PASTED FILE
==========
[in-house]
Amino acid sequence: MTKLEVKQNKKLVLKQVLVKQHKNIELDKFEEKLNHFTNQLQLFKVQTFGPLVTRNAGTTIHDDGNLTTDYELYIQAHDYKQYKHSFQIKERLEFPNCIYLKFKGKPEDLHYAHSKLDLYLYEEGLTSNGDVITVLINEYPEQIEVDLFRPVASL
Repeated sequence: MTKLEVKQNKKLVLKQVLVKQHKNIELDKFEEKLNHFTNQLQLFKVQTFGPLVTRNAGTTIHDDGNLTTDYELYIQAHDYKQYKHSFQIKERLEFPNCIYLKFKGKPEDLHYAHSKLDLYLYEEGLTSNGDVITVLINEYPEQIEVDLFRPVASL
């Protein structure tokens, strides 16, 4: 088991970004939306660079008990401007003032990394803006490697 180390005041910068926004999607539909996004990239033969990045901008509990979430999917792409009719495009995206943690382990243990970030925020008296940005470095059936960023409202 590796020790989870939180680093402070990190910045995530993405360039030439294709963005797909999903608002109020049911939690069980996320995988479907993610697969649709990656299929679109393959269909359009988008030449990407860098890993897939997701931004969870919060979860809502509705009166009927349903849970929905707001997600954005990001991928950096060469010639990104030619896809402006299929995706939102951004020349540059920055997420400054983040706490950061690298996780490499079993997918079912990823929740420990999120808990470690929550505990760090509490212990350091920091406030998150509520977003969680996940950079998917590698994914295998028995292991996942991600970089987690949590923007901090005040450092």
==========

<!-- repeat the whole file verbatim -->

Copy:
[in-house]
Amino acid sequence: MTKLEVKQNKKLVLKQVLVKQHKNIELDKFEEKLNHFTNQLQLFKVQTFGPLVTRNAGTTIHDDGNLTTDYELYIQAHDYKQYKHSFQIKERLEFPNCIYLKFKGKPEDLHYAHSKLDLYLYEEGLTSNGDVITVLINEYPEQIEVDLFRPVASL
Repeated sequence: MTKLEVKQNKKLVLKQVLVKQHKNIELDKFEEKLNHFTNQLQLFKVQTFGPLVTRNAGTTIHDDGNLTTDYELYIQAHDYKQYKHSFQIKERLEFPNCIYLKFKGKPEDLHYAHSKLDLYLYEEGLTSNGDVITVLINEYPEQIEVDLFRPVASL
């Protein structure tokens, strides 16, 4: 088991970004939306660079008990401007003032990394803006490697 180390005041910068926004999607539909996004990239033969990045901008509990979430999917792409009719495009995206943690382990243990970030925020008296940005470095059936960023409202 590796020790989870939180680093402070990190910045995530993405360039030439294709963005797909999903608002109020049911939690069980996320995988479907993610697969649709990656299929679109393959269909359009988008030449990407860098890993897939997701931004969870919060979860809502509705009166009927349903849970929905707001997600954005990001991928950096060469010639990104030619896809402006299929995706939102951004020349540059920055997420400054983040706490950061690298996780490499079993997918079912990823929740420990999120808990470690929550505990760090509490212990350091920091406030998150509520977003969680996940950079998917590698994914295998028995292991996942991600970089987690949590923007901090005040450092």